Then I’m agree with public data is public. And for me is super OK to have differences, that’s makes us humans (and not AI) :grimacing:


This is simply wrong, imho.

The strides we’ve made in this space are almost certainly because the AI is learning (more) like humans.


Only at conceptual layer, there is a lot more (!)


@StephaneFe may I ask why are you looking to limit the ‘AI training process’? (That’s human empathy :orange_heart:)


I never claimed there wasn’t a lot (!) more?

I’m just making one central distinction:

Which is that the AI is learning from features (as we do) and not copying exact information. It is learning to generalise and not rely on complete detail in order to make distinctions.

Because of that it doesn’t have to store complete works in high definition, verbatim.

No doubt there are loads of other learning techniques that have not yet been incorporated, but this technique very much has.


Can we focus on the how and not the why?

The topic is not to discuss if this justified or not to prevent our data from being used, but how to do it?

Are there effective ways to prevent scraping in general? E.g requiring sign in to access most content?


I think morally and technically it is justified.

I actually find it abhorrent that jazz songs written in the 1930’s are subject to copyright, when you could argue that many features of music are inherently human phenomenon that no-one should own: take the example of “the circle of fifths” - this is an implicit structure in music that helps form many songs, from simple 3 chord rock songs of the 50s to highly sophisticated Jazz tunes.

And as I’ve suggested, we aren’t talking about storing and regurgitating copyright material here verbatim.

Preventing AI from using features of music like the circle of fifths just because most music is subject to copyright is ridiculous!

You could argue the authors of that music benefitted greatly from the human condition and have already profited handsomely. Why a great grandchild should earn money from a work of their ancestor which is itself based on general knowledge confounds me.


I’m afraid I’m not an expert on this, but I don’t think crawlers can access content if a site is not publicly visible, so if that’s an option for you it may be the most effective way.


This is not at all the case. These tools are in some ways inspired by biological neural concepts, but in actual implementation are not functionally similar. This may sound like a nit-pick, but I think it’s very important, because the argument seems philosophically compelling. Analogies can be very dangerous in that way.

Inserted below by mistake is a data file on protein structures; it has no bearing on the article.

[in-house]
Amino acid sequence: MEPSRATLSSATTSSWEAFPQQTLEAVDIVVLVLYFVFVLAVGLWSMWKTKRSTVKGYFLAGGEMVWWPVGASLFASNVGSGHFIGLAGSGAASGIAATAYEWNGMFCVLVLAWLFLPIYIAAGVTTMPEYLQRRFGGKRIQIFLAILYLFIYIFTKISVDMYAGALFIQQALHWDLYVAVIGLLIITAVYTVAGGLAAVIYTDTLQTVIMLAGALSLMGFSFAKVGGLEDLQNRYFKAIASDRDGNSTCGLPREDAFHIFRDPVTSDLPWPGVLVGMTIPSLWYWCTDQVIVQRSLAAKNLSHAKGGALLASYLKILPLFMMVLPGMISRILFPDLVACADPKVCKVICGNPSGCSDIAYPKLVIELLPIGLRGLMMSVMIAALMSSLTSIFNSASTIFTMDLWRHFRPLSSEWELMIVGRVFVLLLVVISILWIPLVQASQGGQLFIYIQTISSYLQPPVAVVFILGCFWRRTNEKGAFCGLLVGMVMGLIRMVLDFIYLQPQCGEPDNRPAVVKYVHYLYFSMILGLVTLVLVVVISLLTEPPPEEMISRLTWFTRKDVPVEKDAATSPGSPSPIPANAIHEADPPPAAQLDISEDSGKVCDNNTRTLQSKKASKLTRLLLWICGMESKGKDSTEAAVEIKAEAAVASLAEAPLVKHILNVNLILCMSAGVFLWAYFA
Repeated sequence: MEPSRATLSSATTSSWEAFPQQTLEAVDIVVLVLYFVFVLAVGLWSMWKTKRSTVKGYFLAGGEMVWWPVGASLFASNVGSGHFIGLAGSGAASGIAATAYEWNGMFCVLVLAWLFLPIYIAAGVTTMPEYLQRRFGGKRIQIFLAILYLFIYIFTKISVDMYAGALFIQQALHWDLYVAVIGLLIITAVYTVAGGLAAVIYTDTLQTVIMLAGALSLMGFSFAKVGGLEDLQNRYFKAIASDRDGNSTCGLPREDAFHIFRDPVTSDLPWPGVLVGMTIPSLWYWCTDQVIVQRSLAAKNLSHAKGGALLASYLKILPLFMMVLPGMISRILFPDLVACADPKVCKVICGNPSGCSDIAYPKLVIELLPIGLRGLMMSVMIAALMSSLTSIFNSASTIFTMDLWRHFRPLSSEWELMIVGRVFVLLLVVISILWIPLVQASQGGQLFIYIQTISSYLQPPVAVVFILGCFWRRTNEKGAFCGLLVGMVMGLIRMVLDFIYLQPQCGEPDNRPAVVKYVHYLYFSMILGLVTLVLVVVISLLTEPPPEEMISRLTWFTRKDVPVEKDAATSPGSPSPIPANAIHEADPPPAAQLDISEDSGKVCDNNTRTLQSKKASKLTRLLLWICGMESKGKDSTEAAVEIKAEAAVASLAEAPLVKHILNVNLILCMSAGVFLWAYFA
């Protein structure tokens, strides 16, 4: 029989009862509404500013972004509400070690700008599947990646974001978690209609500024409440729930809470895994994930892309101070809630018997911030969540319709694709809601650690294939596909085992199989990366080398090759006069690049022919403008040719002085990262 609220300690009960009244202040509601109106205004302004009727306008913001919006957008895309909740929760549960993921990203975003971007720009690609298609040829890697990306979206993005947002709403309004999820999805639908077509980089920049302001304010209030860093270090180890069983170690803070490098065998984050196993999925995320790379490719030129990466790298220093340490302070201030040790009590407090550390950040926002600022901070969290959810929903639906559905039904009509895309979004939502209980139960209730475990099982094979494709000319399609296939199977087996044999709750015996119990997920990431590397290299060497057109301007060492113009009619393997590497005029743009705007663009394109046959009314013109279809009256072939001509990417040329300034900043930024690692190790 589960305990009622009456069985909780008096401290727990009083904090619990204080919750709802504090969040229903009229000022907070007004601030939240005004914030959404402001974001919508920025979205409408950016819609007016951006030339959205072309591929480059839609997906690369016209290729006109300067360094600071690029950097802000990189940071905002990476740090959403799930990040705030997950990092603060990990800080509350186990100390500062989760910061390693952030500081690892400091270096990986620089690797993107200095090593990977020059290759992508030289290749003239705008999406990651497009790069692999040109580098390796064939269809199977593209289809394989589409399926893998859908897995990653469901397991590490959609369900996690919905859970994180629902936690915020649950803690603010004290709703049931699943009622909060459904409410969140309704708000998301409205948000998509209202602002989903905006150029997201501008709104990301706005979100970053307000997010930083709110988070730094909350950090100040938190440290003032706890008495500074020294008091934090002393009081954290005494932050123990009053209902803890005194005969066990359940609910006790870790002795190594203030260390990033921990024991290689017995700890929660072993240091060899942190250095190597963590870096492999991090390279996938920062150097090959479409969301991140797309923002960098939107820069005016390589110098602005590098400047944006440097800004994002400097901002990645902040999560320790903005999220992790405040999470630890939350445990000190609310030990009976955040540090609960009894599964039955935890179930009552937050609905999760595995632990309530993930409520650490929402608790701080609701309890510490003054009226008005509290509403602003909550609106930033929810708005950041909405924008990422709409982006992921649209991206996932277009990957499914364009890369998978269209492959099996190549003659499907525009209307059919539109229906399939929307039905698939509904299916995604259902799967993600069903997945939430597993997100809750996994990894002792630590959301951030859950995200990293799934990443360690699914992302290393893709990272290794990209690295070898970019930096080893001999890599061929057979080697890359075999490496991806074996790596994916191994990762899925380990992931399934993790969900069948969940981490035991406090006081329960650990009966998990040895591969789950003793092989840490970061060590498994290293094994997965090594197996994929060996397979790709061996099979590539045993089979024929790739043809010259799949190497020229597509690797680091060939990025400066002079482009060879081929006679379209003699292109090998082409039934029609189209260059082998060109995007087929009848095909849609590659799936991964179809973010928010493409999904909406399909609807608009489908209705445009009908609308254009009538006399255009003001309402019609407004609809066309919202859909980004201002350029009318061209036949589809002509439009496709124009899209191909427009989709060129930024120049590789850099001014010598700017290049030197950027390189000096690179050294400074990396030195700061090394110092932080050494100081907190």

Here are some specific ways computational neural nets are not “learning pattens in a similar way that we do”.

  • our neurons are connected locally and multi-dimensionally, with some dense clusters and other less-connected ones; neural nets are typically arranged in layers, with each layer either fully interconnected or an intentionally-designed “convolutional” layer.
  • biological brains operate asynchronously, with neurons firing at different rates, and with the frequency itself carrying information. Neural nets are basically massively-parallel operations. (This is why they are so well suited to GPGPU computing.)
  • neurons are responsible for both computation and memory. There is no separate storage or retrieval, or function execution. This alone makes a very different kind of processing system.
  • weirdly: brain communication is more binary than what we’re doing with computers: a neuron fires or doesn’t, while an “artificial neuron” usually inputs and outputs ranges of continuous values (represented as floating point). (Again, this is not processing at all similarly to the way we understand brains to function.)
  • learning works differently: in human learning, the connections actually change. (We don’t understand this very well.) In a neural net, the architecture is chosen and fixed, and the “learning” a matter of adjusting weights. (Ironically, we don’t understand this very well either, really.)

This is also a really useful read: What Is ChatGPT Doing … and Why Does It Work?—Stephen Wolfram Writings


Specifically, it certainly is not learning to generalise. It is, instead, created so that it has the ability to produce answers which appear to generalize.

But it can’t actually generalize at all.

One interesting exercise with ChatGPT is to ask it about multiplication. It will earnestly claim to have an understanding of the algorithm for long multiplication. Indeed, if you as it to multiply two- or three-digit numbers, it will likely (but, not actually certainly!) give the right answer. But then try five or six digit numbers. It will give answers that look like the right number of digits but will not actually be right.

If you ask it to explain, it will say that it followed an algorithm, and if you ask it to show its work, it will, and it will be nonsense that is shaped like the right answer. You will probably even find, in the steps, completely wrong single digit multiplication. It doesn’t actually “know” that these steps are the same thing as the single-digit multiplication it has just confidantly done a few minutes back, because it hasn’t actually generalized any of it.

And, math is nothing special here. It’s just an easy way to pull back the curtain a bit. The same basic thing happens in trying to get it to write a poem.

Don’t get me wrong! I think we can do some amazing things with AI even as it exists today. But let’s please not form our policies around analogies.


No they aren’t. They are learning propblities how words are commecting together. And that leads to de facto copy&paste.

We are learning processing knowledge.